Latsia, Cyprus – Tendering is an aggressive pricing and reimbursement tool with proven potency in the pharmaceutical sector.  The pharmaceutical sector is exhibiting high annual sales-increase rates; therefore, the need for optimized, potent, and sustainable pricing and reimbursement tools is imperative.  The wider adoption of tendering has been hindered by several obstacles and tendering is perceived to be a short-term policy. Consequently, only scarce data exist with regards to its dynamics, especially regarding the impact of several determinants of the output that is the effect of tendering on the price.

In a recently published article, “Price Determinants of the Tendering Process for Pharmaceuticals in the Cyprus Market,” published in Value in Health Regional Issues, Volume 7 (September/October 2015), researchers from the Health Care Management Program, Open University of Cyprus, concluded that generic status, tendering by alternative, outpatient products, high sales volume, and high wholesale prices, are significantly correlated to greater price reduction. In addition, high sales value is negatively correlated, while innovation status of the products does not appear to exert any impact.

Panagiotis Petrou, MBA, PhD(c) and Michael A. Talias used a stratified sample of 178 products, which were procured by tendering, in the Cyprus public health care sector, with corresponding sales of 49 million Euros. The total sample represents around half of the annual Public Pharmaceutical Expenditure in Cyprus, and will enable us to assess the impact of seven price determinants (tender type, sales volume, sales value, wholesale prices, patent status, hospital/outpatient status, innovation level) on the tender’s outcome.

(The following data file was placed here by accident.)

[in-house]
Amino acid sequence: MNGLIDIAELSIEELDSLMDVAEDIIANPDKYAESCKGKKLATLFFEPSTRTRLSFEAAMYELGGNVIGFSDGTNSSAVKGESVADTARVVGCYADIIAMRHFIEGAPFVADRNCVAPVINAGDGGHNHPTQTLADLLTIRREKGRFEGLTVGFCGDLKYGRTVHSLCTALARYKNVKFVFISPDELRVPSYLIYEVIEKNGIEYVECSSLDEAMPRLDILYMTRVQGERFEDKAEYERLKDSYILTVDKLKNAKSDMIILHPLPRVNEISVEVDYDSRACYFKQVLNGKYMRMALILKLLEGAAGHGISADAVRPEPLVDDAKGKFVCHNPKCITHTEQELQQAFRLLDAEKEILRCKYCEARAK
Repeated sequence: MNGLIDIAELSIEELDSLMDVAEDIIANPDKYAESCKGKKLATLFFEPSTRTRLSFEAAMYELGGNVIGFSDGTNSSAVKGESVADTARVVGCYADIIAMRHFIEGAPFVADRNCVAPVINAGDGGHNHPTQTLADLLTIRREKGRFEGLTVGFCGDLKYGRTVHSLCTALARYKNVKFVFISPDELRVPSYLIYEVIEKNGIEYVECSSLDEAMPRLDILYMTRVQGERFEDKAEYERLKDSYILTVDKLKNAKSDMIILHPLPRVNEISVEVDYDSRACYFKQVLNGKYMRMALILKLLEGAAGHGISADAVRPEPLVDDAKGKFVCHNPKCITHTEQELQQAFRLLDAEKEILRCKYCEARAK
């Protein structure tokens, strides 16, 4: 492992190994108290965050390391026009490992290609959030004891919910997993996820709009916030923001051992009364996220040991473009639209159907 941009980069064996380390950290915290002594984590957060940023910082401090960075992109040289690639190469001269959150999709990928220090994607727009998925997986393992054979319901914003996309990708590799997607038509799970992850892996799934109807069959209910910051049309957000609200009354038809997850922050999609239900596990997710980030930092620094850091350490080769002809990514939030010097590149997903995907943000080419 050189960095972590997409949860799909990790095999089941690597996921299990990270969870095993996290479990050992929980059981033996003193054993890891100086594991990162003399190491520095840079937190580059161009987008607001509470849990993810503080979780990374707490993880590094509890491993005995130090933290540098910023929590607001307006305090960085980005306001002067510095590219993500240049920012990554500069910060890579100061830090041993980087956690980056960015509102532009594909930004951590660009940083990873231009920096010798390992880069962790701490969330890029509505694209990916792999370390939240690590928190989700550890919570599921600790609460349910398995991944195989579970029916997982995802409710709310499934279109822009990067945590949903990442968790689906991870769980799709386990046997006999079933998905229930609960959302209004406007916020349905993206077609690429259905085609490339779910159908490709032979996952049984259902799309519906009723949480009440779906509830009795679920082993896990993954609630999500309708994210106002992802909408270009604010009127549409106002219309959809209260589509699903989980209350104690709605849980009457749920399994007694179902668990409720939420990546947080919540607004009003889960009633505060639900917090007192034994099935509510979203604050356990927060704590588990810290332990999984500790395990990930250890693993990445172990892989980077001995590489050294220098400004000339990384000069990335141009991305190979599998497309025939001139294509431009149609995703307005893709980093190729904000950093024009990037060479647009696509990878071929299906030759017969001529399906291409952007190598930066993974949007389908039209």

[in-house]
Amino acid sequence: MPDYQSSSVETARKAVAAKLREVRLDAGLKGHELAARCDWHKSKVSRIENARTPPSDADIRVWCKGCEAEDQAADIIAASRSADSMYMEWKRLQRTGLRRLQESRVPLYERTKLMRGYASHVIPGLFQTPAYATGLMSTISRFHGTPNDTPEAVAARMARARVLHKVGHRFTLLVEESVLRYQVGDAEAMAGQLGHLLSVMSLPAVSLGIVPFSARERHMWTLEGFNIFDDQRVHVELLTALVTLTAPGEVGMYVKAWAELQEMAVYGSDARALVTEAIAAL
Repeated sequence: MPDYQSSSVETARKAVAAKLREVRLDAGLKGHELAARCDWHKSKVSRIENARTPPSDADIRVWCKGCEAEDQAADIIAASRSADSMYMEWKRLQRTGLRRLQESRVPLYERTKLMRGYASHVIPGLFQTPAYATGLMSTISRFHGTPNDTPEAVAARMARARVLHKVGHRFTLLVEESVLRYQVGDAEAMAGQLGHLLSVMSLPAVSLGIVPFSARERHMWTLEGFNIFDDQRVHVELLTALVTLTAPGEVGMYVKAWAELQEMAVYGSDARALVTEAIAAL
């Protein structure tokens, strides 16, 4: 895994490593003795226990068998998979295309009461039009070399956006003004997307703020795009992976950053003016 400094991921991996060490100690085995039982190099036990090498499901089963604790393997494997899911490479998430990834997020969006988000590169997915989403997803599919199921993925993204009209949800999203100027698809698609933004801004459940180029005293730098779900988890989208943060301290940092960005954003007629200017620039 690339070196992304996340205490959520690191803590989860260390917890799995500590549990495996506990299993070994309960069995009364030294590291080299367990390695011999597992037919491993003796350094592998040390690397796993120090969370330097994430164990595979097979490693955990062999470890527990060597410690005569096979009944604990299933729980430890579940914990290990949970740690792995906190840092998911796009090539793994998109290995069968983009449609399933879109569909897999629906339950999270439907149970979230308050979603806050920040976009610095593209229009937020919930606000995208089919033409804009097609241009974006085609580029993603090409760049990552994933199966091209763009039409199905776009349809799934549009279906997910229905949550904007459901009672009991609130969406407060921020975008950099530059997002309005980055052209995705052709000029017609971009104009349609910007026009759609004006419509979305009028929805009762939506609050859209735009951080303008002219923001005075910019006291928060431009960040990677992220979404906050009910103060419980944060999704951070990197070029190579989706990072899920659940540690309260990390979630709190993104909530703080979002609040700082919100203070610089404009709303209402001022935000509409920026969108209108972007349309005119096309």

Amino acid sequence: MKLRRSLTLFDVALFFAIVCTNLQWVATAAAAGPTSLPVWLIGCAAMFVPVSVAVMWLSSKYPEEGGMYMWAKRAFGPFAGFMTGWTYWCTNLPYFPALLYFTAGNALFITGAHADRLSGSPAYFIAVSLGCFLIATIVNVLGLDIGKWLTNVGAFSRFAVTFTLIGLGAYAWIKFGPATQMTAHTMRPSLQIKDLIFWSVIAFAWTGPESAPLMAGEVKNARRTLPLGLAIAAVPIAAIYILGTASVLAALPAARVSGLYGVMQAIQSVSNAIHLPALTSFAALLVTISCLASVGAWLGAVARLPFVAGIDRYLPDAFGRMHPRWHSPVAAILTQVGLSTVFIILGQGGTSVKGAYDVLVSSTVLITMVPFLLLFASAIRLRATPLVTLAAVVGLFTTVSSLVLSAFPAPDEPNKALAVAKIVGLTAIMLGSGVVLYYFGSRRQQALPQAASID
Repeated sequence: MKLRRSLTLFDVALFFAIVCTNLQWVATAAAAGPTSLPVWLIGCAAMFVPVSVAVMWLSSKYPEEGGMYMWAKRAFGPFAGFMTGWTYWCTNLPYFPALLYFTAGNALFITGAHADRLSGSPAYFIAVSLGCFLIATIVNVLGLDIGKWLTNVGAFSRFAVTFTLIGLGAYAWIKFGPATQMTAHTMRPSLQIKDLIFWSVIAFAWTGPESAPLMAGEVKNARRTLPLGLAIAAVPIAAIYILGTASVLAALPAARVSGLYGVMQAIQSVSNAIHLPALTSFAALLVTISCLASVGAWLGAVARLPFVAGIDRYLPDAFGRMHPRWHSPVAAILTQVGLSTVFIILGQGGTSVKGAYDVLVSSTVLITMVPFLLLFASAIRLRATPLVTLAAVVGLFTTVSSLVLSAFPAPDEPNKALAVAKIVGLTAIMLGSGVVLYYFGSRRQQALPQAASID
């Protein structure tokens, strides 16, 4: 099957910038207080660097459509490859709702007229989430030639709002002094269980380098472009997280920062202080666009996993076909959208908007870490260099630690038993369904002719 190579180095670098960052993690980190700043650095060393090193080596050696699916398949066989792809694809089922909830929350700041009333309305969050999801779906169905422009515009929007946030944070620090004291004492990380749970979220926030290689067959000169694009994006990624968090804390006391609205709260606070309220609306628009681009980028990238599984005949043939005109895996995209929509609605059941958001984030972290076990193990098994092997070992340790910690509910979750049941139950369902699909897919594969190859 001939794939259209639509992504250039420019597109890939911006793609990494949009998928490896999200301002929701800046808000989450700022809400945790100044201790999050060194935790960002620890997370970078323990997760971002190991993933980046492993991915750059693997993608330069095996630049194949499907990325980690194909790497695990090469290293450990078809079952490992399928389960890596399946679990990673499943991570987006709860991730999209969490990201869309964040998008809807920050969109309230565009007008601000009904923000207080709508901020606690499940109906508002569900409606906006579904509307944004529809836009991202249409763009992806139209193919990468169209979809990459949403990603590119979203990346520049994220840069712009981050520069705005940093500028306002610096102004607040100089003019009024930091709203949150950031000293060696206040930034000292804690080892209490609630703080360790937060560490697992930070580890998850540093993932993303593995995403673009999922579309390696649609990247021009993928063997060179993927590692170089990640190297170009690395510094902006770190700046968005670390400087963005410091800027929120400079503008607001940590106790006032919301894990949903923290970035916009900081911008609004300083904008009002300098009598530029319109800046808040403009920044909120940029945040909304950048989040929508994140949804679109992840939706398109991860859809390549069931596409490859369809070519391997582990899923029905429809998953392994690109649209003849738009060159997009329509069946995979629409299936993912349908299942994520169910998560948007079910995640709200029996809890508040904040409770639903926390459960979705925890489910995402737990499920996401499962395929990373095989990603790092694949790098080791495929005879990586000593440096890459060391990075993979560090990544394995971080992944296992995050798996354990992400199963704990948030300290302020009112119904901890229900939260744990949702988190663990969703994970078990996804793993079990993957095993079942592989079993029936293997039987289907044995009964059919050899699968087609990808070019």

The potency of tendering is enhanced by some variables; nevertheless, it is insensitive to the innovation status. By capitalizing on the findings, health agencies can further augment the impact of tendering, thus reducing waste of resources in the form of utility foregone.

Lead author, Panagiotis Petrou, states, “It is crucial to reach a stand-off between efficient and potent pricing and reimbursement tools, and dynamic and static efficiency of the pharmaceutical industry. This requires a deep understanding of the dynamics of the pricing and reimbursement process, and we are confident that we managed to strip down tendering to its primary elements. We can now set off to explore adjuvant policies to address gaps highlighted by our study.”

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